Should we be satisfied, so far, with the performance of the 150th General Assembly?
Status of bills we supported or opposed
The 150th General Assembly finished up this year’s session early Sunday morning. Since the General Assembly has two year terms, it will be possible for these bills to be taken up in January of 2020.
HB 166–protecting kids from lead poisoning.
This bill passed the House of Representatives but not the Senate. Delawareans are indebted to Sarah Bucic and Amy Roe for their efforts. On the other hand, we should take note of the failure of Delaware’s medical and public health establishments to step up. And what about Governor Carney? See this previous alert.
Since including a paragraph on on DuPont/Chemours Chambers Works, we found this enlightening article, worth a read: “ DuPont’sMuseum of Disastrous Chemistry Continues to Spread Its Poison“
House Bill 212–protecting residents from a Waste Management (Inc.) expanded dump.
This bill passed the House but not the Senate. Concurrently, there is a DNREC permit application for the expanded dump,and this is likely to play out before next year.
One interesting aspect is that New Castle County officials are opposing the expansion because the county police headquarters is close to the dump. Artesian Water is also opposed and Artesian has a lot of political clout in Delaware. There is more than enough information in the record to support denial of the “vertical expansion.” Of course, many nearby residents also object, but the chances of the Carney administration’s DNREC paying attention to them is far less. More here. We shall see….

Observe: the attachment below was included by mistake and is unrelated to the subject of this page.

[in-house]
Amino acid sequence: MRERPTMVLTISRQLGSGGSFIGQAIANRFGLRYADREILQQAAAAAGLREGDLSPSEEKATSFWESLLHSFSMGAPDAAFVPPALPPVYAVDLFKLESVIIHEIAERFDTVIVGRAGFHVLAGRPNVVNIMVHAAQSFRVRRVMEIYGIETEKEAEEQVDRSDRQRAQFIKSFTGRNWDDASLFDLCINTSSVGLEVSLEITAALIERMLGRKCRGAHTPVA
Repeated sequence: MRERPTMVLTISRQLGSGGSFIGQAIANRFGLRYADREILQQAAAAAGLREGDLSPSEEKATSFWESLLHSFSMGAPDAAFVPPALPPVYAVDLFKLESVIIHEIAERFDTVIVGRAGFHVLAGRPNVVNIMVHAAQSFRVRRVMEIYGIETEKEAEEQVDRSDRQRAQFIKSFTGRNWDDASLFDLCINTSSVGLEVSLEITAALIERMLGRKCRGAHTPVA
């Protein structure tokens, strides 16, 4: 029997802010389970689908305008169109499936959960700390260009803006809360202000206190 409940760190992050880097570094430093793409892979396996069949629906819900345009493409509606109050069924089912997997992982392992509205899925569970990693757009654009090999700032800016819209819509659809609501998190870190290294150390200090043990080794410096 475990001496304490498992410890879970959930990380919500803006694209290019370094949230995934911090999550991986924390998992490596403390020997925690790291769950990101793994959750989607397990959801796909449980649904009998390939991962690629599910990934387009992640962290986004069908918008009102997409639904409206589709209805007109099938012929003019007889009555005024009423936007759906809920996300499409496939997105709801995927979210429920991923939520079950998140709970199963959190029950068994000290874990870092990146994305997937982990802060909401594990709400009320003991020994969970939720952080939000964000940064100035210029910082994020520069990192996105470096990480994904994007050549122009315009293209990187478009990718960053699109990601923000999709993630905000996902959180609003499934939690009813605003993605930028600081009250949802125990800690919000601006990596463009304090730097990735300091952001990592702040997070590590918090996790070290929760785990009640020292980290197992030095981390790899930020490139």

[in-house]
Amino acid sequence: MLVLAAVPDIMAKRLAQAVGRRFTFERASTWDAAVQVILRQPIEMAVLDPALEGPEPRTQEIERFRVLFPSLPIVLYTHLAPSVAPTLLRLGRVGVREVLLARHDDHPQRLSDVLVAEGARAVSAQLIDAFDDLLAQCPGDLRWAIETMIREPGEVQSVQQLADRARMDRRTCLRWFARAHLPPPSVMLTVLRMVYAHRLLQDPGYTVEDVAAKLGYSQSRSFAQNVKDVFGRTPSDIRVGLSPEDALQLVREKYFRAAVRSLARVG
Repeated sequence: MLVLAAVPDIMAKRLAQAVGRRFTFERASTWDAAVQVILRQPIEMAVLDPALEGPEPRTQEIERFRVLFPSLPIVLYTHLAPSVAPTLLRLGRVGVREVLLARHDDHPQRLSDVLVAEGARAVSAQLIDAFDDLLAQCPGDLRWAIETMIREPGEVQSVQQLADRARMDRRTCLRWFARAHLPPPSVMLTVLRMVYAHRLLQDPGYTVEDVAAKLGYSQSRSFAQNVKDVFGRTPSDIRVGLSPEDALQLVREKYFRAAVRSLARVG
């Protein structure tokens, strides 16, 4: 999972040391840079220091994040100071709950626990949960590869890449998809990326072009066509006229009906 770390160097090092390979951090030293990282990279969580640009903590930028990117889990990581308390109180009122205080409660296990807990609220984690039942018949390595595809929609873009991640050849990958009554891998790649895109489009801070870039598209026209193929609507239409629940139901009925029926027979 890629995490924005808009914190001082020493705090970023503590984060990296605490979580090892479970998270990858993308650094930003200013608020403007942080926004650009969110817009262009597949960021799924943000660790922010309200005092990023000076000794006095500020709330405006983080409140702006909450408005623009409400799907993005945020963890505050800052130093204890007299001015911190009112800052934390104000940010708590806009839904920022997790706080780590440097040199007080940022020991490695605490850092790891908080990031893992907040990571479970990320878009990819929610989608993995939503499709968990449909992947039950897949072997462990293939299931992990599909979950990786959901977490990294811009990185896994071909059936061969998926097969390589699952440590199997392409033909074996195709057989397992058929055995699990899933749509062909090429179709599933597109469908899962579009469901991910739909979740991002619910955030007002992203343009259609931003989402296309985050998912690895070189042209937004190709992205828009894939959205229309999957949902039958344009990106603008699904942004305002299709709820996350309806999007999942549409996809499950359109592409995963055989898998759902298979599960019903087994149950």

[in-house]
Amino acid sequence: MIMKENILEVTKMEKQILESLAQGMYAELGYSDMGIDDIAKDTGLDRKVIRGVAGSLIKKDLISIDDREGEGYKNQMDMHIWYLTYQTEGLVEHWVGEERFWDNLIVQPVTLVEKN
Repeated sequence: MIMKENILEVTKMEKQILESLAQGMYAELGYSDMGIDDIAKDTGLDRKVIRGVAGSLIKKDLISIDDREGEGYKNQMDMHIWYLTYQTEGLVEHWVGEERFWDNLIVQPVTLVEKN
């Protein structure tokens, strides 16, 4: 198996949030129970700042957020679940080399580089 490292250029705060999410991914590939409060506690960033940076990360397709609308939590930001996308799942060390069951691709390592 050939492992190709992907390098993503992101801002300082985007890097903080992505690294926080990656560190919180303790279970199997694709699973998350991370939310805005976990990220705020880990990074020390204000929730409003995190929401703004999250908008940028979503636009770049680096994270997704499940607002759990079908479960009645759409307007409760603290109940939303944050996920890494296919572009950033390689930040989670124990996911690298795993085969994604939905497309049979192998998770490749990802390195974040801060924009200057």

House Bill 184–protecting residents from a plastics “incinerator.”
This bill did not pass the House or the Senate. We owe thanks to John Flaherty for pointing hb 184 out to us. For more info see this Alert.
And thanks to the Delaware State News for publishing our commentary on HB 184. “ Commentary: Plastics bill would cause undue harm in Delaware.” (June 28, 2019)
It appears that 348 bills have so far been introduced in the 150th General Assembly, and if we count resolutions, amendments, and substitute bills, the number of items rises to 830. (The data provided by the General Assembly website is somewhat contradictory.)
Obviously no member could be familiar with all of these. There are good bills, bad bills, and indifferent bills. How many them are focusing on making life better for Delawareans? On protecting our human resources? Our natural resources? Our cultural resources? What percentage, do you think? Note that all three bills we’ve noticed are House, not Senate bills? Why is this?